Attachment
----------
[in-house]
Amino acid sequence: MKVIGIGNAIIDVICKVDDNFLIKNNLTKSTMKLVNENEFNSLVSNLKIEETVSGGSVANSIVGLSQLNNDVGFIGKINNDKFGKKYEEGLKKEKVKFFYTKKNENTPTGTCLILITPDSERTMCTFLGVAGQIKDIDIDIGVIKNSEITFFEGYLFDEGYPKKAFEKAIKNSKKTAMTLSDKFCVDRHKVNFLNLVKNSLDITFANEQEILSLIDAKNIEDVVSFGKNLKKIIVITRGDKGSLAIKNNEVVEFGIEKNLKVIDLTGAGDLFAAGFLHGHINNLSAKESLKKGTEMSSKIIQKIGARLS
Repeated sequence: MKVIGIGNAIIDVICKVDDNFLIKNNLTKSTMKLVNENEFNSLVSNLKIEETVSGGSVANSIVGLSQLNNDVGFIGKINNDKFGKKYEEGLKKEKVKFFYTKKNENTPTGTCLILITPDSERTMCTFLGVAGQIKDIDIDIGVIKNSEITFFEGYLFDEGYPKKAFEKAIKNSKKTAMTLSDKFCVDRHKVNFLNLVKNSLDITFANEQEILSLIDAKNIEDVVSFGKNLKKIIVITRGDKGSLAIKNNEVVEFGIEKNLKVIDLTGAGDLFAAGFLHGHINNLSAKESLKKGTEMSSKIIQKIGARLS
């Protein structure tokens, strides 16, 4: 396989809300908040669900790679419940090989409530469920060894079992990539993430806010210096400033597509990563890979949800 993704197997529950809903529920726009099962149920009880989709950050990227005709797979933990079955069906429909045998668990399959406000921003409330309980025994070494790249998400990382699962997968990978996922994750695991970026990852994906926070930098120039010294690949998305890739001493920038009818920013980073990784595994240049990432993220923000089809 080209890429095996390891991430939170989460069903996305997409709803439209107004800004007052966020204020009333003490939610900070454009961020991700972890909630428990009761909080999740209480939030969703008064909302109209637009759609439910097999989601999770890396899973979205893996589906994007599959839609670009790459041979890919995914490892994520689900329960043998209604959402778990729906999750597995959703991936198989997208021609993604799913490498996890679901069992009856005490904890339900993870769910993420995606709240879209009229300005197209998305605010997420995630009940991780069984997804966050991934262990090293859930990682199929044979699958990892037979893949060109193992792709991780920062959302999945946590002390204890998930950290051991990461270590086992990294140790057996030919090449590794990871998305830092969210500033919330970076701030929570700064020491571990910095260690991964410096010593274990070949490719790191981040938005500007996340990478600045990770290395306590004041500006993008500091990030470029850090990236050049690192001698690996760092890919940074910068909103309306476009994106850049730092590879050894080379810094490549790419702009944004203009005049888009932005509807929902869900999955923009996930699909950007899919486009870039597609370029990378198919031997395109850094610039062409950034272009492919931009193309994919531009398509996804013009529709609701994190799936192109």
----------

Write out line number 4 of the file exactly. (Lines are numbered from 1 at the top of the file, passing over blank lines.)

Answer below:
């Protein structure tokens, strides 16, 4: 396989809300908040669900790679419940090989409530469920060894079992990539993430806010210096400033597509990563890979949800 993704197997529950809903529920726009099962149920009880989709950050990227005709797979933990079955069906429909045998668990399959406000921003409330309980025994070494790249998400990382699962997968990978996922994750695991970026990852994906926070930098120039010294690949998305890739001493920038009818920013980073990784595994240049990432993220923000089809 080209890429095996390891991430939170989460069903996305997409709803439209107004800004007052966020204020009333003490939610900070454009961020991700972890909630428990009761909080999740209480939030969703008064909302109209637009759609439910097999989601999770890396899973979205893996589906994007599959839609670009790459041979890919995914490892994520689900329960043998209604959402778990729906999750597995959703991936198989997208021609993604799913490498996890679901069992009856005490904890339900993870769910993420995606709240879209009229300005197209998305605010997420995630009940991780069984997804966050991934262990090293859930990682199929044979699958990892037979893949060109193992792709991780920062959302999945946590002390204890998930950290051991990461270590086992990294140790057996030919090449590794990871998305830092969210500033919330970076701030929570700064020491571990910095260690991964410096010593274990070949490719790191981040938005500007996340990478600045990770290395306590004041500006993008500091990030470029850090990236050049690192001698690996760092890919940074910068909103309306476009994106850049730092590879050894080379810094490549790419702009944004203009005049888009932005509807929902869900999955923009996930699909950007899919486009870039597609370029990378198919031997395109850094610039062409950034272009492919931009193309994919531009398509996804013009529709609701994190799936192109």